ARTnewsletter Archive

Cropsey Study Soars at Skinner’s Sale of American, European Art

A small oil on board by Hudson River School artist Jasper Francis Cropsey (1823–1900) emerged as the star of Skinner’s sale of American and European paintings in Boston on May 16.

NEW YORK—A small oil on board by Hudson River School artist Jasper Francis Cropsey (1823–1900) emerged as the star of Skinner’s sale of American and European paintings in Boston on May 16. The work fetched $369,000 (including buyer’s premium), far exceeding the $15,000/25,000 estimate.

The painting, Autumn on the Hudson, 1858, was consigned by a collector in New York state and won by a dealer after furious bidding in the saleroom, online and on all ten telephones, said Robin Starr of Skinner’s American and European art department. She noted that the painting, a finished study for a major work, had “never been seen before; no one knew of its existence. It was everything you could possibly want in a Cropsey.”

The sale yielded a total of $1.3 million, in the middle of the presale estimate of $1 mil¬lion/1.5 million. There were 509 lots up for bidding, the majority estimated in the low four digits; just over 80 percent of the lots found buyers.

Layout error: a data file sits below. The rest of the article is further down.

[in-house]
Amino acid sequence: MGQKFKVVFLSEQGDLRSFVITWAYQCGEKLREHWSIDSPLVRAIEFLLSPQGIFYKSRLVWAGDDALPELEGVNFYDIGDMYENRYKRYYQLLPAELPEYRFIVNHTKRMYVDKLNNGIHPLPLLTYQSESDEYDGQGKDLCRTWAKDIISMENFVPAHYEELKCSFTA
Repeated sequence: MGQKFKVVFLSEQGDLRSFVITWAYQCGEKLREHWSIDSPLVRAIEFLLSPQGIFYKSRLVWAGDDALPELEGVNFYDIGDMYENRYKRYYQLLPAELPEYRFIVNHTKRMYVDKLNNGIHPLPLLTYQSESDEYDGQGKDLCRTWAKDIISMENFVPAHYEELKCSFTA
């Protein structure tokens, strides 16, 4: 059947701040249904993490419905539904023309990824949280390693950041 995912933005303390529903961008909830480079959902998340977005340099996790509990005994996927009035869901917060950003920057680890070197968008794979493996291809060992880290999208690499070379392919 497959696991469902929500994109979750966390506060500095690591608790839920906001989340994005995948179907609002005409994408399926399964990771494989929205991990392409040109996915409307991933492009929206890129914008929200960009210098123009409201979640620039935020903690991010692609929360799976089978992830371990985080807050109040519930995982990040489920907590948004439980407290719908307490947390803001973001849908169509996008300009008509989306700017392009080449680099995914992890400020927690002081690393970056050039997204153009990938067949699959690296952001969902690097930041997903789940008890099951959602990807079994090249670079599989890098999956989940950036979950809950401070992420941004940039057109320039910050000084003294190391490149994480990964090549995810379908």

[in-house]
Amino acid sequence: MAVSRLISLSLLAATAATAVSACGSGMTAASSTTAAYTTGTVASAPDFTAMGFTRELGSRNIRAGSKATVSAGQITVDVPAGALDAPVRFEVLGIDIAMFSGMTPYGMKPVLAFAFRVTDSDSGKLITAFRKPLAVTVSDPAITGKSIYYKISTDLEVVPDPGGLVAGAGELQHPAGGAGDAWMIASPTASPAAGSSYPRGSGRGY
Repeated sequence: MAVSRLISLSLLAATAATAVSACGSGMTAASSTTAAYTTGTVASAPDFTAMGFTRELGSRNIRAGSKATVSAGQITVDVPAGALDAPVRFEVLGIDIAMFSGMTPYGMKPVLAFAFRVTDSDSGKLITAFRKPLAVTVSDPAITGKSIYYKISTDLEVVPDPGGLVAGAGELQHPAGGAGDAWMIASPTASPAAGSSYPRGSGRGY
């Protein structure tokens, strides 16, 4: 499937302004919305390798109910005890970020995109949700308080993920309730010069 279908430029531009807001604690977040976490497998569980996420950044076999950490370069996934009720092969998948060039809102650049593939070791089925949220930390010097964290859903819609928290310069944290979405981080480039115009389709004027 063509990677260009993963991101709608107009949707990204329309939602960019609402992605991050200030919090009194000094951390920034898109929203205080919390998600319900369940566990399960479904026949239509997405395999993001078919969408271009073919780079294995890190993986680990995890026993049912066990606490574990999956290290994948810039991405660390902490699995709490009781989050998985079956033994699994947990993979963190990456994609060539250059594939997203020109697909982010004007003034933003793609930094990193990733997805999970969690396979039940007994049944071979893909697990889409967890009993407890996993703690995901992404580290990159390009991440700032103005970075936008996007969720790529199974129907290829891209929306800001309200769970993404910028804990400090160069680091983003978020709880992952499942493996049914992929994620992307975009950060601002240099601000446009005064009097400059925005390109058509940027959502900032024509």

As with the Cropsey, low teaser estimates sometimes resulted in surprising final sale prices: An untitled 1957 oil and collage on paper by Michael Goldberg (1924–2007), which had been estimated at $15,000/25,000, brought $50,363. A still life with seashells, attributed only to “Northern School, 17th Century Style” and given a $2,000/4,000 estimate, sold for $31,995. An ink drawing attributed to Felice Giani (1758-1823), Virgin Interceding on Behalf of Plague Victims, brought $7,703 (estimate: $2,000/4,000). On the Road, an oil on panel by Giuseppe de Nittis, sold for just under $32,000, far surpassing its $800/1,200 estimate. Spanish painter José Arpa y Perea’s In the Studio, which was estimated at $5,000/7,000, realized $21,330.

  • Issues